I’m pleased to see a note in the general requirements section of the document acknowledging that lithium batteries don’t have spillable electrolytes nor do they routinely off-gas. Hence, the electrolyte containment requirements of E-10 may not apply. But, I’m not sure if a note in one standard relieves the requirements of another.
Overall, the standard is highly reliant on the recommendations of battery and equipment manufacturers. Some of these areas make a lot of sense, while others, like battery restraint, don’t.
ABYC’s E-10 standard already contains specific requirements for how a battery is to be restrained. I may be missing a nuance here, but I don’t understand why E-10’s requirements weren’t used unless a manufacturer has more specific and demanding specifications.
Edit 9/9/2022 – I’ve been in touch with a representative of the ABYC who clarified that E-13 is more restrictive than E-10’s 1 inch of movement requirement. His point being no visible movement is a higher standard than one inch of movement. For whatever reason, in my first reading, that wasn’t how I interpreted it. With his clarification, I now see how that’s a stricter requirement. But, it also seems more subjective than a specific measurement.
I’ve heard anecdotes of lithium batteries being installed on boats without a battery management system (BMS), but I haven’t come across such an installation on the water. As far as I’m concerned, that’s a good thing. Battery management systems ensure the battery is operating within its safe operating envelope (SOE) and disconnect the battery in the event the battery exits its SOE. E-13.7 requires a BMS on all lithium batteries installed on boats.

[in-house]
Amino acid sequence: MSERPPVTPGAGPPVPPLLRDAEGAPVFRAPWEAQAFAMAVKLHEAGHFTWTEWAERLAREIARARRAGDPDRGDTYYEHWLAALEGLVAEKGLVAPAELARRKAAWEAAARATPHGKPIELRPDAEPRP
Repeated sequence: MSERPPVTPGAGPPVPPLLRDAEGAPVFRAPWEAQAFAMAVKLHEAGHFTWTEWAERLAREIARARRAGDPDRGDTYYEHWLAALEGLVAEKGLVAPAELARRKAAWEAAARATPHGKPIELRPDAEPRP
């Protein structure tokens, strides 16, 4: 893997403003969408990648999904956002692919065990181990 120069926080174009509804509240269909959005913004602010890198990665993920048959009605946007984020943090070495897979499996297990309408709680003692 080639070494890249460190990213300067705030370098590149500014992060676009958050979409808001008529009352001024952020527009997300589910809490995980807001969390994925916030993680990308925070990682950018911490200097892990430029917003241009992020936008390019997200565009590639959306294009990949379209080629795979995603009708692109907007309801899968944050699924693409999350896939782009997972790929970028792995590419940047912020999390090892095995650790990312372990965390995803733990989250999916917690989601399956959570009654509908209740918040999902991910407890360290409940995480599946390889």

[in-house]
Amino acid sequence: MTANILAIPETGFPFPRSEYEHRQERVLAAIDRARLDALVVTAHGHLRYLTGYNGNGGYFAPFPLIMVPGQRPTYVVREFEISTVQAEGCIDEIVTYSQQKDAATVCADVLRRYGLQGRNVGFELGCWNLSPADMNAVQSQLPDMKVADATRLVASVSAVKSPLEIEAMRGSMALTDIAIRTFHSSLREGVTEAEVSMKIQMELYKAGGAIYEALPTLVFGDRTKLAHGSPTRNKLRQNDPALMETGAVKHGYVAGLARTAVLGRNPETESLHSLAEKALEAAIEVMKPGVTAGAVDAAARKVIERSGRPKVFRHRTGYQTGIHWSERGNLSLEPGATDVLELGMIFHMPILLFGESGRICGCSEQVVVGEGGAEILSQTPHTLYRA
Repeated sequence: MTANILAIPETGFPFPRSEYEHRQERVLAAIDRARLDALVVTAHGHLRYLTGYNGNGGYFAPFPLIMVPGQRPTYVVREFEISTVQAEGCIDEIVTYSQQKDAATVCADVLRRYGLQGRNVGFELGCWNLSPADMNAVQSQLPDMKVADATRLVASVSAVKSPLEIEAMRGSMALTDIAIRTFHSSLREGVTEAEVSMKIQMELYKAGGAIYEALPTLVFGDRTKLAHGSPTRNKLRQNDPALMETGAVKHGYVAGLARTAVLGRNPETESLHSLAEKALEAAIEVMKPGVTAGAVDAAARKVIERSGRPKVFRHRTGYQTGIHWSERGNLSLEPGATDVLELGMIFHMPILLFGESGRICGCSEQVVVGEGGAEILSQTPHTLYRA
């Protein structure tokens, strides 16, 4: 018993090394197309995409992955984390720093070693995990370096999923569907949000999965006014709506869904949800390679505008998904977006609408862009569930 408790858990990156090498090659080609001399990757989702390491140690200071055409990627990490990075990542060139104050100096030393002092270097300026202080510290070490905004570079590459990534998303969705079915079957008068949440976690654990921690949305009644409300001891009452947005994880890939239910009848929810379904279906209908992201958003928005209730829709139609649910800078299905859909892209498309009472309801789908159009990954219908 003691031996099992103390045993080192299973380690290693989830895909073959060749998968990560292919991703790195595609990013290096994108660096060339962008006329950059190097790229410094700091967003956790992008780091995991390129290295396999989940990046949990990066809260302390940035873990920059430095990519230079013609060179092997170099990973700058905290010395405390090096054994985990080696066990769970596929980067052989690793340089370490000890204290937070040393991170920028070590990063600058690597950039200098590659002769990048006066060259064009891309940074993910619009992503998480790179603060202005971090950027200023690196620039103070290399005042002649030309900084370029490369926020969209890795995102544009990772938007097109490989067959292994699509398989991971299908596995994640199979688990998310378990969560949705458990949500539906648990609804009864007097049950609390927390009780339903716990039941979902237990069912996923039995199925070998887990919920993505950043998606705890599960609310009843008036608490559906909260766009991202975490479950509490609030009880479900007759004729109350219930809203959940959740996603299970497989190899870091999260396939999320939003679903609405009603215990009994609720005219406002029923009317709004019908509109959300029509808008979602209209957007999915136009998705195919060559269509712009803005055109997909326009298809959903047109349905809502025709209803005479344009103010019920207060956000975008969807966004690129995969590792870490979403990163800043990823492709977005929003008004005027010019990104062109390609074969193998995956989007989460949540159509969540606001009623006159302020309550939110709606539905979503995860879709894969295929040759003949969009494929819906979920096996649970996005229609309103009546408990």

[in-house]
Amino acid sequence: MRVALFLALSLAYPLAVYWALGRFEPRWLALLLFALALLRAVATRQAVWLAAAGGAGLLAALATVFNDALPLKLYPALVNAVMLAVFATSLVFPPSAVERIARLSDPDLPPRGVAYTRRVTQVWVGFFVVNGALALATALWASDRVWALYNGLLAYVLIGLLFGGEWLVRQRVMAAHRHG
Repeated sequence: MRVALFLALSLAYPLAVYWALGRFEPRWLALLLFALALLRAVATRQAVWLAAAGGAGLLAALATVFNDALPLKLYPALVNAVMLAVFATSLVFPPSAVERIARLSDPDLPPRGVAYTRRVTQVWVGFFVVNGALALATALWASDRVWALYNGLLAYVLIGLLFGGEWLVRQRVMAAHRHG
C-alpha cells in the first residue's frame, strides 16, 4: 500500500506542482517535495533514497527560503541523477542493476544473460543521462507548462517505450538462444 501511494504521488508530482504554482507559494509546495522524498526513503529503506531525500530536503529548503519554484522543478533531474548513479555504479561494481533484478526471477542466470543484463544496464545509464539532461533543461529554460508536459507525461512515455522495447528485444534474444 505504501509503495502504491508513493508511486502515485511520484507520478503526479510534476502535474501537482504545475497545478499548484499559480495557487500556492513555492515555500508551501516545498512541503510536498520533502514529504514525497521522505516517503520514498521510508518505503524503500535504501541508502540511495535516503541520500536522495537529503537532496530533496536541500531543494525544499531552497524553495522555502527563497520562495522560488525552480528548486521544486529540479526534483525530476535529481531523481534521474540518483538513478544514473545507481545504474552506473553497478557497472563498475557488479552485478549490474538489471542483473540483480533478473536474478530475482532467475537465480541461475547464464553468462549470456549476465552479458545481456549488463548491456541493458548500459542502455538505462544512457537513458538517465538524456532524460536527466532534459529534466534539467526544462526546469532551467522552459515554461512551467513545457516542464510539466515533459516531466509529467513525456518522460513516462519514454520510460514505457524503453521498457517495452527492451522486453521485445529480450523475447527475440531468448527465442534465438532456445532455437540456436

The end of 13.7 contains several notes. My understanding of notes is that they serve as recommendations but don’t carry the same requirements as items in the main body of the standard. Note 1 in the section recommends alternative power sources for critical systems. It’s worth noting, another lithium battery is acceptable as a redundant power source. The second note suggests that BMS should give an audible or visual signal when a disconnect condition is approaching.
I expected the standard would cover external communications in greater depth. An audible signal from a battery deep in a bilge is unlikely to be heard by an operator at the helm. Plus, in many cases, I think communication between the battery and charge sources could be more important than signaling the operator. Ultimately, batteries with external communications via CANBus or similar means can probably do both. I hope that over time the standard will be expanded to help ensure the safest possible operations.